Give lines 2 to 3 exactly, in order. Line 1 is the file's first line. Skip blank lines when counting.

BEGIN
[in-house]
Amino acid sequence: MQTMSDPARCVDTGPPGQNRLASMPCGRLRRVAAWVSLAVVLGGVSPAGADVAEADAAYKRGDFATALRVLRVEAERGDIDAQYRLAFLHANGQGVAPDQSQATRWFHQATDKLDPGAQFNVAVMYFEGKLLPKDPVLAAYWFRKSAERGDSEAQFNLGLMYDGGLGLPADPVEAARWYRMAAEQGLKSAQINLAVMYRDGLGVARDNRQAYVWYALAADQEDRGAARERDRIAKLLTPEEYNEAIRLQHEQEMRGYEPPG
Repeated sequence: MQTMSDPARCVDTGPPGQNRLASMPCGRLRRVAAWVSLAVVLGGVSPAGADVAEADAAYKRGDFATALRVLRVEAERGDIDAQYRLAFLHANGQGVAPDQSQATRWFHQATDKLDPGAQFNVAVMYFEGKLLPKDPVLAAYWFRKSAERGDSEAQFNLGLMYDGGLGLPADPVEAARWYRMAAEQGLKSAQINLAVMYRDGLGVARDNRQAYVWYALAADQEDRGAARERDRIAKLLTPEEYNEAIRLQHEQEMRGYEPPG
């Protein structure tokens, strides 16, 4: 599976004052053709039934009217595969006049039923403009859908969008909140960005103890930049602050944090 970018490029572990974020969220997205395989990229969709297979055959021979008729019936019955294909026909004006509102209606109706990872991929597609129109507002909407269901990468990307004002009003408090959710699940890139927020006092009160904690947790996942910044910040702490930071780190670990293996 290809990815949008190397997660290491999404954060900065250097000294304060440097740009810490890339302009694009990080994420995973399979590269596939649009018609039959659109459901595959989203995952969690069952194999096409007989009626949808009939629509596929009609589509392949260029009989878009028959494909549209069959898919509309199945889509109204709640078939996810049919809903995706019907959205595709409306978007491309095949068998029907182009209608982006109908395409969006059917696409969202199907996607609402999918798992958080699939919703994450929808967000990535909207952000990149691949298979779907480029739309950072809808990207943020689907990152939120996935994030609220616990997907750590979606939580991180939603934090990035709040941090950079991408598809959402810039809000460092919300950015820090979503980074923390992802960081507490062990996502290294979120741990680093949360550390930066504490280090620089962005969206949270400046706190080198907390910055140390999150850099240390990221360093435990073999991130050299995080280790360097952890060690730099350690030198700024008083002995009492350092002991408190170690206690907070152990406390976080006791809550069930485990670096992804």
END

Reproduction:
Amino acid sequence: MQTMSDPARCVDTGPPGQNRLASMPCGRLRRVAAWVSLAVVLGGVSPAGADVAEADAAYKRGDFATALRVLRVEAERGDIDAQYRLAFLHANGQGVAPDQSQATRWFHQATDKLDPGAQFNVAVMYFEGKLLPKDPVLAAYWFRKSAERGDSEAQFNLGLMYDGGLGLPADPVEAARWYRMAAEQGLKSAQINLAVMYRDGLGVARDNRQAYVWYALAADQEDRGAARERDRIAKLLTPEEYNEAIRLQHEQEMRGYEPPG
Repeated sequence: MQTMSDPARCVDTGPPGQNRLASMPCGRLRRVAAWVSLAVVLGGVSPAGADVAEADAAYKRGDFATALRVLRVEAERGDIDAQYRLAFLHANGQGVAPDQSQATRWFHQATDKLDPGAQFNVAVMYFEGKLLPKDPVLAAYWFRKSAERGDSEAQFNLGLMYDGGLGLPADPVEAARWYRMAAEQGLKSAQINLAVMYRDGLGVARDNRQAYVWYALAADQEDRGAARERDRIAKLLTPEEYNEAIRLQHEQEMRGYEPPG